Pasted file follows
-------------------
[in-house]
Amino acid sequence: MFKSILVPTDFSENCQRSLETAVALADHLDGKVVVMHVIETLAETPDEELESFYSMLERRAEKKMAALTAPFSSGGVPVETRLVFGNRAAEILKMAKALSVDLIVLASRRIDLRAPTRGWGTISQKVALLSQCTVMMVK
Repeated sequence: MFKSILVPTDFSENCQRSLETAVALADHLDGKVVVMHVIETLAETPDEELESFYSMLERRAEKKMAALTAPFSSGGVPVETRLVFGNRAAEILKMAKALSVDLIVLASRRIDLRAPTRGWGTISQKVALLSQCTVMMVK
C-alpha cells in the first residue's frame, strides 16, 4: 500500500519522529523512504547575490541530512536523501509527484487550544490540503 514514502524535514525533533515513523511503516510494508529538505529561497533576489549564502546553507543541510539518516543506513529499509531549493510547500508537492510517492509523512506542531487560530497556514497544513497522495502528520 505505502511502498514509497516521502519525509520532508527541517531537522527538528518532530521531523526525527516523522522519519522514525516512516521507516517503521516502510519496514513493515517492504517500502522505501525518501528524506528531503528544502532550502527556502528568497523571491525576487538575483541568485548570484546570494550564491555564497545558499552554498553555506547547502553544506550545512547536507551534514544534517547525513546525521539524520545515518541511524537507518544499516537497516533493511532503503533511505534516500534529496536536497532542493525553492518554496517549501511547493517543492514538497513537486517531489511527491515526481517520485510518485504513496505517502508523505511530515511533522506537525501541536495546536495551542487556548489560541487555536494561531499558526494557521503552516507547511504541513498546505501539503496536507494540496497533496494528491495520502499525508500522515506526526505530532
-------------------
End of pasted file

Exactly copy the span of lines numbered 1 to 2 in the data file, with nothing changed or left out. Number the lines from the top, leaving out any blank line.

[in-house]
Amino acid sequence: MFKSILVPTDFSENCQRSLETAVALADHLDGKVVVMHVIETLAETPDEELESFYSMLERRAEKKMAALTAPFSSGGVPVETRLVFGNRAAEILKMAKALSVDLIVLASRRIDLRAPTRGWGTISQKVALLSQCTVMMVK